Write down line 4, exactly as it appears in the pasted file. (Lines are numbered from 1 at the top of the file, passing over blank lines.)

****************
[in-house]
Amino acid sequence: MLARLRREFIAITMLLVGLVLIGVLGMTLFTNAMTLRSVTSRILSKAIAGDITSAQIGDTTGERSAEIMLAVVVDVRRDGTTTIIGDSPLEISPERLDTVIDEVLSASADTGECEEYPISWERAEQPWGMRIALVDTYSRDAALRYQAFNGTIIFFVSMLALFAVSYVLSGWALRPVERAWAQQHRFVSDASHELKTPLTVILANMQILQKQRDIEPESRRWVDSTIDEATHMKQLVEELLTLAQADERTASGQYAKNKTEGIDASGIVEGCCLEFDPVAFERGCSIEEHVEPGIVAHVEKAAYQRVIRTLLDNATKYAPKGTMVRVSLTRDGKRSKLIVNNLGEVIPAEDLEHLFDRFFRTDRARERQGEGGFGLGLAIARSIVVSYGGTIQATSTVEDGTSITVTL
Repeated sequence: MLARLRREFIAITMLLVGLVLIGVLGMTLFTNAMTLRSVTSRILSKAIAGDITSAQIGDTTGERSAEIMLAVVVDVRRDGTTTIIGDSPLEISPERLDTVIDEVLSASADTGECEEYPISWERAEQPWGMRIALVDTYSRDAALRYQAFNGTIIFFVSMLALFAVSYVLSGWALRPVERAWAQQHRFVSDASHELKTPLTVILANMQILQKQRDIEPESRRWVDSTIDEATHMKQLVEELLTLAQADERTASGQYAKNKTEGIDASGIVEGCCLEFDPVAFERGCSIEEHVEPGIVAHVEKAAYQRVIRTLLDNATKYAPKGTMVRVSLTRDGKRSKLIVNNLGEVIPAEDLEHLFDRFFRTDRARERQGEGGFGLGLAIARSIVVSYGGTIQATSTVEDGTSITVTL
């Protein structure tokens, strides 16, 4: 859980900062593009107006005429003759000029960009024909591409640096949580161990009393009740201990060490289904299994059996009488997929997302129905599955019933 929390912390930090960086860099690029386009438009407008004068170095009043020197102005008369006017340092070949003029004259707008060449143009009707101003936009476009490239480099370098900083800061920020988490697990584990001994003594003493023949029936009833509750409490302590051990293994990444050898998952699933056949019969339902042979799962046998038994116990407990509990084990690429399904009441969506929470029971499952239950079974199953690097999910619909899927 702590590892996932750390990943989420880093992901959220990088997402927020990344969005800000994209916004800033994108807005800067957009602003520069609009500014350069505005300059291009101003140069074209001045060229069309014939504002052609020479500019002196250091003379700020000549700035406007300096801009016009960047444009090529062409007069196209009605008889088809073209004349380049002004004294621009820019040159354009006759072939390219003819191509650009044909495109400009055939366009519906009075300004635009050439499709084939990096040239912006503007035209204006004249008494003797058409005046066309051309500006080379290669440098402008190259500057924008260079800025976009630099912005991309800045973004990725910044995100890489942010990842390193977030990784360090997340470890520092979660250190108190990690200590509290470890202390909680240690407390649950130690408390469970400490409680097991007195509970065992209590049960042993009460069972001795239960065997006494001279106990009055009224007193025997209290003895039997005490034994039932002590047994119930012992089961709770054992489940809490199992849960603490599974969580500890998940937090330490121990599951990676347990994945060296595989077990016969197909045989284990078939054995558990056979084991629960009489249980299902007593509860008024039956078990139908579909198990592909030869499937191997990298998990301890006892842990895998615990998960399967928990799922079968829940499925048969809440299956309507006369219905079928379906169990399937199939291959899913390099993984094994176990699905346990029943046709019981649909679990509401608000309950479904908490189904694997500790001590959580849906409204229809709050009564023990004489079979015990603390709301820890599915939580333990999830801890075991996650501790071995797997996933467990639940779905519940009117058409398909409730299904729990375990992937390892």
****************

């Protein structure tokens, strides 16, 4: 859980900062593009107006005429003759000029960009024909591409640096949580161990009393009740201990060490289904299994059996009488997929997302129905599955019933 929390912390930090960086860099690029386009438009407008004068170095009043020197102005008369006017340092070949003029004259707008060449143009009707101003936009476009490239480099370098900083800061920020988490697990584990001994003594003493023949029936009833509750409490302590051990293994990444050898998952699933056949019969339902042979799962046998038994116990407990509990084990690429399904009441969506929470029971499952239950079974199953690097999910619909899927 702590590892996932750390990943989420880093992901959220990088997402927020990344969005800000994209916004800033994108807005800067957009602003520069609009500014350069505005300059291009101003140069074209001045060229069309014939504002052609020479500019002196250091003379700020000549700035406007300096801009016009960047444009090529062409007069196209009605008889088809073209004349380049002004004294621009820019040159354009006759072939390219003819191509650009044909495109400009055939366009519906009075300004635009050439499709084939990096040239912006503007035209204006004249008494003797058409005046066309051309500006080379290669440098402008190259500057924008260079800025976009630099912005991309800045973004990725910044995100890489942010990842390193977030990784360090997340470890520092979660250190108190990690200590509290470890202390909680240690407390649950130690408390469970400490409680097991007195509970065992209590049960042993009460069972001795239960065997006494001279106990009055009224007193025997209290003895039997005490034994039932002590047994119930012992089961709770054992489940809490199992849960603490599974969580500890998940937090330490121990599951990676347990994945060296595989077990016969197909045989284990078939054995558990056979084991629960009489249980299902007593509860008024039956078990139908579909198990592909030869499937191997990298998990301890006892842990895998615990998960399967928990799922079968829940499925048969809440299956309507006369219905079928379906169990399937199939291959899913390099993984094994176990699905346990029943046709019981649909679990509401608000309950479904908490189904694997500790001590959580849906409204229809709050009564023990004489079979015990603390709301820890599915939580333990999830801890075991996650501790071995797997996933467990639940779905519940009117058409398909409730299904729990375990992937390892």